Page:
The fallacy of Raymond Price’s article (Editorial Pages, Sept. 6) is explicit in its title: “U.S. Moralists Would Sink South Africa, Too.” Did “U.S. moralists” “sink” Batista in Cuba, Diem in South Vietnam or the Shah of Iran, as Price suggests, or do tyrants sometimes fall because their regimes are intolerable to their subjects and victims?
Did the Buddhist monks who doused themselves with gasoline in the streets of Saigon and then set themselves on fire do so for the pleasure of “U.S. moralists”?
The lessons to be learned from our past efforts to buttress tyrannical regimes are that we should no longer spend political rhetoric, dollars, and, most important, the lives of men and women in our armed forces to maintain totering and immoral tyrants. We should stop giving the victims of those tyrants reason to run into the arms of our enemies. We should see those victims as human and autonomous and not as the pawns of communists or “U.S. moralists.”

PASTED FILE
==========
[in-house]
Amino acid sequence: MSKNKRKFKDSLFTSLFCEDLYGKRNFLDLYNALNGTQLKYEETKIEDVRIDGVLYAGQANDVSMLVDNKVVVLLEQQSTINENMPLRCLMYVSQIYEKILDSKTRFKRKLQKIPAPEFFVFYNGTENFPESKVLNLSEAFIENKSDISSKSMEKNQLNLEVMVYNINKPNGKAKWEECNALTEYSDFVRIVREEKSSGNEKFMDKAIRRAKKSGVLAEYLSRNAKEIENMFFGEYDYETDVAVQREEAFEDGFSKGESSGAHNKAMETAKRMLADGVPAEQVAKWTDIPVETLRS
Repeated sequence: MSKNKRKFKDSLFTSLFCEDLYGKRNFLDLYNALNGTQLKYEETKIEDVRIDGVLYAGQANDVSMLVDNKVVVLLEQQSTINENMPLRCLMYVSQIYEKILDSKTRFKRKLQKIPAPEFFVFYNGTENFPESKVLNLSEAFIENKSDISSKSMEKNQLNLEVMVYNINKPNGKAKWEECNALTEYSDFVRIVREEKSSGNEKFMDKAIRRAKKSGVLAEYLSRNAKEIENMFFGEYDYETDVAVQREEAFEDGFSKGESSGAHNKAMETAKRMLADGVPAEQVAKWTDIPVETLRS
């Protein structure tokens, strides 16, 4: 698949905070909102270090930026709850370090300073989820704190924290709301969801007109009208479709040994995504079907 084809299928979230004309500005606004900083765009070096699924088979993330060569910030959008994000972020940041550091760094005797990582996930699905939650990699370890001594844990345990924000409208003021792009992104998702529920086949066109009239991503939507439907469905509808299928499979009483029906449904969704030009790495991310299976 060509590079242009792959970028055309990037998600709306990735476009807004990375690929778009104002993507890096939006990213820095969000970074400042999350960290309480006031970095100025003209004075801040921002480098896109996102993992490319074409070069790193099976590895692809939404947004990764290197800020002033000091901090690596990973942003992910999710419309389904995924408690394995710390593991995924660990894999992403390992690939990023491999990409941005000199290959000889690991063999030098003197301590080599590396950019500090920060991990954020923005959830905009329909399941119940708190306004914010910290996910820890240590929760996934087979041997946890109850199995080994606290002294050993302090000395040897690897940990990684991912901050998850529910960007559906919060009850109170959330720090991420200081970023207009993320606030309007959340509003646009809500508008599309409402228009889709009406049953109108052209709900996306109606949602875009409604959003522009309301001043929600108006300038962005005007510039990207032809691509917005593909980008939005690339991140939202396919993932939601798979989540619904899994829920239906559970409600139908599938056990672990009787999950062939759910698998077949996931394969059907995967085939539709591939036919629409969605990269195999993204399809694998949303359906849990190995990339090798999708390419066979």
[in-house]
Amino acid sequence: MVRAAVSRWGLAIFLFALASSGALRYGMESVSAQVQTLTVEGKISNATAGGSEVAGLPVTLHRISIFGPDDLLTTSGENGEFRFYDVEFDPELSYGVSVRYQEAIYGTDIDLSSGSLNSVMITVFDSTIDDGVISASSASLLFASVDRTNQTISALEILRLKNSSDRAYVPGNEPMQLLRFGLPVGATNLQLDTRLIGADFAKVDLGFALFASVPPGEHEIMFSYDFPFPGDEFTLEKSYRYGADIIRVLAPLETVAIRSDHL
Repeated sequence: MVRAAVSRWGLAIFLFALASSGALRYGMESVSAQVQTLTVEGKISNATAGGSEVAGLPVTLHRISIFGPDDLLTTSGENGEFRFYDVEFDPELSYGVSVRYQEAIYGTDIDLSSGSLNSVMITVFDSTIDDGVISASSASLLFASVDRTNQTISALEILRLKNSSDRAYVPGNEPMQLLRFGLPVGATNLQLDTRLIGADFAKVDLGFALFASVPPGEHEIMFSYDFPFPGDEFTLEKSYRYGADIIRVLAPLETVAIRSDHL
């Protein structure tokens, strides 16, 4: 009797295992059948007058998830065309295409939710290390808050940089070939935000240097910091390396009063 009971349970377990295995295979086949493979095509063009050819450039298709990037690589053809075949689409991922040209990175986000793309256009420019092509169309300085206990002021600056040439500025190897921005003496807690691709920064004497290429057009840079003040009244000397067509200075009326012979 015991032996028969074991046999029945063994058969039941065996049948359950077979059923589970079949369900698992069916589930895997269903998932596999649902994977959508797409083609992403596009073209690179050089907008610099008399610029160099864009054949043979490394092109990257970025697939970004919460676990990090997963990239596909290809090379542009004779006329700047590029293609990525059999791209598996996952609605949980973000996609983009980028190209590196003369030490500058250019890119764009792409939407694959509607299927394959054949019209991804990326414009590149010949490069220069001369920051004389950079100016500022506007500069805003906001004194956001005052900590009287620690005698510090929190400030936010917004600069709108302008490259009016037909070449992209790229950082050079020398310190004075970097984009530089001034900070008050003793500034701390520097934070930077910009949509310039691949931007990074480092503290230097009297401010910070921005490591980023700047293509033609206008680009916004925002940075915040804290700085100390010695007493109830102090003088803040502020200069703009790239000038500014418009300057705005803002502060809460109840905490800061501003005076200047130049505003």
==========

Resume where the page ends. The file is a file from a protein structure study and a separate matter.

It’s time we stopped being racist in the name of anti-communist zeal, stopped denying that suffering black South Africans can have their own reason for rebeling and can do so autonomously, can act on their own.
Blacks in South Africa are fighting tyranny worse than “taxation without representation”; there is no moral reason why we can’t be allied with the black government that is coming inexorably to South Africa, coming regardless of what U.S. liberals and conservatives write and say about each other.
“U.S. moralists” aren’t “sinking” South Africa, injustice is. Price would have us side with injustice. How self-defeating.